Samuel de Champlain, born on the coast of France, would be the navigator and cartographer to name and map out a lot of the coast of Québec, including the banks of the river St Laurent. However, his claim to fame in Québec hearts is more linked with him being appointed Vice-Roy of New France (Nouvelle-France, a name he came up with, smart fellow).

Map made by Sam in 1612 which includes lots of drawings, which is nice. As you can see, at the time, the boats used to be really huge in comparison with the size of the land. Click to expand and use it instead of a GPS.

 

Acting as governor, he pushed many years for the establishment of a French colony from the pierced isle onward. At the end of his life in 1635 he finally started to see his dream materialise. A second birth of the French crown as its people settled across the ocean.

I have found the pierced Isle which shineth, finally my solace, my second birth

I'm not big on titles, but personally, if I were ever to get one, I really hope it's Vice-Roy of New-France. Sounds fantastic. And New-France (or Québec as it's now called) is really quite nice as you can see.

The Gaspésie coast in the morning light, on the way to the pierced rock of Percé

The Gaspésie coast in the morning light, on the way to the pierced rock of Percé

 
"le territoire des sauvages Mi-kmaqs, c'est la terre promise, Tabarnak!"
"the land of the savages Mi'kmaqs, it's the promised land, [untranslatable]!"

Of course we say that French explorers discovered Canada and Québec. But really, that's a bit of an odd one, because, there were already people there! That always annoyed me at school.

The local "savages", as depicted by Samuel de Champlain. It's the same map, but you noticed that. I zoomed in for your comfort.

The local "savages", as depicted by Samuel de Champlain. It's the same map, but you noticed that. I zoomed in for your comfort.

 

These "savages" are the Mi'kmaqs, or the Mi'gmaq as they call themselves. And they were here slightly before my French countrymen. About 10,000 years, when humans crossed over from the other side of the continent, via Siberia. And so they already had their own names for places by 1603, including one for the stage of the canon: Sigsôg, litterally "steep rocks". Who doesn't like a nice obvious simple name?

On the banks of Sigsôg, a ukulele has a deserved little rest.

On the banks of Sigsôg, a ukulele has a deserved little rest.

 

since you're here,

I hope you enjoyed this post and song, 

If you did , you can show your support to Ukulele Road Trips on Patreon with just 1$/month and be a Patron of this unusual joyful adventure along coastlines and hardships.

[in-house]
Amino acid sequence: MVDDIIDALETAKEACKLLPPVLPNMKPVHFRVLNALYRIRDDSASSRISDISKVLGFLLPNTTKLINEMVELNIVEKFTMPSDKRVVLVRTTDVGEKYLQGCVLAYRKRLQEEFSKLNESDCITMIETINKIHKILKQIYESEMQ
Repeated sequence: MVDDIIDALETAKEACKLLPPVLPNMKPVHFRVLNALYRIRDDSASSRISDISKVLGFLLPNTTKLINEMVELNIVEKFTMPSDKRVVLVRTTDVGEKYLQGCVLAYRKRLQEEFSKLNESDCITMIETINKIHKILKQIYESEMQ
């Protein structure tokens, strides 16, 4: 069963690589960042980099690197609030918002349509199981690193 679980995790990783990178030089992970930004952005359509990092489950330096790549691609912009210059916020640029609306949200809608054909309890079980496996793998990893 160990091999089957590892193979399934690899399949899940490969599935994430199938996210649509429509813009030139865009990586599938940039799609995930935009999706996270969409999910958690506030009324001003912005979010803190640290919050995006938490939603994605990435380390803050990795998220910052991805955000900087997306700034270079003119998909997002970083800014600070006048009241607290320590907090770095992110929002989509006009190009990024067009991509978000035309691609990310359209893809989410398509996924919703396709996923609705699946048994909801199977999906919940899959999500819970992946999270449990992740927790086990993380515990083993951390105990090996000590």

The nice people at Cloud Music Ukuleles  are making this canon-ing adventure #GoingNorth possible, have a click around if you're looking to buy a brand new ukulele

Fire your thoughts and canon-y comments in the section below!

Driving away from the canon's scene. If you look closely to the bit of land in the middle, you can notice a small arch under the isle on the left side, an arch that gives it's name to Samuel's "pierced isle"

Driving away from the canon's scene. If you look closely to the bit of land in the middle, you can notice a small arch under the isle on the left side, an arch that gives it's name to Samuel's "pierced isle"

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Late Night in Gaspésie's National Park - Québec, Canada

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Late Night in Gaspésie's National Park - Québec, Canada

Night. Sleep. Silence. Everything quiets down in the Winter months in Québec, and as you cross Gaspésie's National Park at night, it does feel like the whole region is fast asleep.

Not a moose in sight

Not a moose in sight

 

A moment to reflect and to offer a lullaby to sleepers from other time zones. In the vast and completely deserted National Park of the Québec Peninsula, the feeling that the whole world is in a deep sleep, sets in.

You're very much like these trees [fast asleep], Six time-zones away from these [melodies], may they find you [in your dreams]

Let your Rêveries, and your peaceful slumber, be scented with words from your dearest lover,

 
 

Comme le sommeil infin [de Gaspésie], si paisible si loin d'ici, rêve de moi ou de mots [qu'je t'ai dit]

"Like the infinite slumber of Gaspésie, so peaceful, so far from here, dream of me or of words I shared with you."

A peninsula, if you're not familiar with the term, is a area of land, not quite an island but still surrounded by a lot of water. And East (and North) of Québec City, lies the huge almost-island that is Gaspésie.

A view of the night-time coast-line south of the National Park.

A view of the night-time coast-line south of the National Park.

 

This region of Québec is actually bigger than the country of Belgium, and that's where these ukuleles are carrying on their Northern Adventure. Gaspésie. Not Belguim. And in the heart of it, right where Brussels should be, only trees, light snow, and the company of a few rivers, and entertainingly, a ukulele or two.

On a big adventure, ukulele needs rest too

On a big adventure, ukulele needs rest too

 

You can support Ukulele Road Trips on Patreon

The nice people behind Cloud Music Ukuleles  are making this adventure #GoingNorth and its lullabies possible

Share your thoughts and sleepy feelings in the comments below !